Now the pieces are ready to sew together.  Use a 1/4″ seam allowance.  If you’re used to 5/8″, try 1/4″ and go as slowly as you need to go.  It turns out much nicer and you don’t have to trim as much excess off (plus it does save a bit of fabric).

Sew all around the shape of the cravat, leaving about 6" open so you can turn it right side out. The opening should be near the center of one of the long sides. See the opening at the top of the photo? That's about 6". The seam pivots and goes to the edge, which makes it easier for the seam allowance to turn to the inside once it's right side out.

The corners are sewn.

If your machine doesn’t press very hard to meld the fabric and thread, press this flat as it is.  Then clip the corners to reduce bulk.

Clip fairly close to the stitching but be careful to not cut into the stitching.

Now, turn the cravat right side out, press it flat, and stitch the opening closed.

Here the cravat is turned right side out and the corners have been pushed out as far as they'll go from the inside with a chopstick.

Here, it's nicely pressed. Sometimes you have to manipulate the fabric closely and carefully so as much of it will turn out and press flat and pretty.

Here the opening has been sewn shut with matching thread.

Press that.  Now it’s time to fold where it will sit on the back of the neck, pin it, and stitch it.  This placement is near the center but off by a bit so that one end of the cravat will be longer than the other.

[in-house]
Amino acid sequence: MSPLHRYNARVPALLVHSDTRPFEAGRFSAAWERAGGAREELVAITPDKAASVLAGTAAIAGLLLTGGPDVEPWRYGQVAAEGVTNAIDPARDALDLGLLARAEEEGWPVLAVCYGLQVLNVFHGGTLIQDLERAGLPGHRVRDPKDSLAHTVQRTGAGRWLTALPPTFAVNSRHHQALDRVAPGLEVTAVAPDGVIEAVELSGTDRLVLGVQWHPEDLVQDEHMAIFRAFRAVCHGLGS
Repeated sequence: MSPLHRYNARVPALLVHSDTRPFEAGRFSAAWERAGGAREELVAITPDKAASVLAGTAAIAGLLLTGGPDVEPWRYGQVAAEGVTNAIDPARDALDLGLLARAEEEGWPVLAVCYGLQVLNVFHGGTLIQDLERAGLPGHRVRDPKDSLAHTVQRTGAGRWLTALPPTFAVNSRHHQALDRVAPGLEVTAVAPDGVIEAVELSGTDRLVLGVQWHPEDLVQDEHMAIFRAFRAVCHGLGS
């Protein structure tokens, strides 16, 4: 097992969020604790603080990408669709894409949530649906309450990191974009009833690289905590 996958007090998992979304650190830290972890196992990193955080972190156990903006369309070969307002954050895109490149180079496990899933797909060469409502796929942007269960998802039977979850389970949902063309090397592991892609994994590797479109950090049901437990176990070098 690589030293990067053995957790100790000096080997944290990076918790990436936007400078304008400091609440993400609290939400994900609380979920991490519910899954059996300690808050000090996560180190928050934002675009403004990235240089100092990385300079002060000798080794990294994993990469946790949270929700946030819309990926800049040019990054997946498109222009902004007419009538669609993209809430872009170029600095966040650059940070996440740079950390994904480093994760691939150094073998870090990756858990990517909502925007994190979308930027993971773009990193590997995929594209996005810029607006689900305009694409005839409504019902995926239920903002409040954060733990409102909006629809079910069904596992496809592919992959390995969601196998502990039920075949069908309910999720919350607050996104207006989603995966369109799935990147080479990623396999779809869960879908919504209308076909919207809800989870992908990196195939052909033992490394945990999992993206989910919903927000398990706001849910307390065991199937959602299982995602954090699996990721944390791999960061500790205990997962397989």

The basic amount of folding is 1/3 of it is left flat and the other 2/3 are folded into thirds or whatever matches the first 1/3. This is all stitched along the short way three times as shown. See how it's near the opening you just stitched shut? It's folded so one long side is down in the photo and the other long side is up. It ends up being a hair over an inch wide.

You can press that, too.

The finished cravat.

Here is a photo of my husband wearing it.

Rob with the cravat just demonstrated (and the vest from an earlier post) with me next to him.



Filed under Garments

4 responses to “(Neo-) Victorian/Steampunk-style Cravat/Ascot

  1. Carl Johnson

    Excellent tutorial. I needed this. I am playing the organ in front of the house on Halloween. My costume is based on a combination of the Christopher Walken “The Continental” Character, The Hatbox Ghost from Disney’s Haunted Mansion, & Lon Chaney’s “The Hypnotist” in London After Dark.

    I used some PJ bottoms from Goodwill for my source of material. One Leopard Print and the other Paisley. I don’t know what look I will like best so I am making both.

    Thanks Again.


  2. Pingback: Another cravat | Look, I Sewed This!

  3. Pingback: Eighth Doctor costume – Part I – Couturlututu

Leave a Reply

Fill in your details below or click an icon to log in:

WordPress.com Logo

You are commenting using your WordPress.com account. Log Out /  Change )

Google+ photo

You are commenting using your Google+ account. Log Out /  Change )

Twitter picture

You are commenting using your Twitter account. Log Out /  Change )

Facebook photo

You are commenting using your Facebook account. Log Out /  Change )


Connecting to %s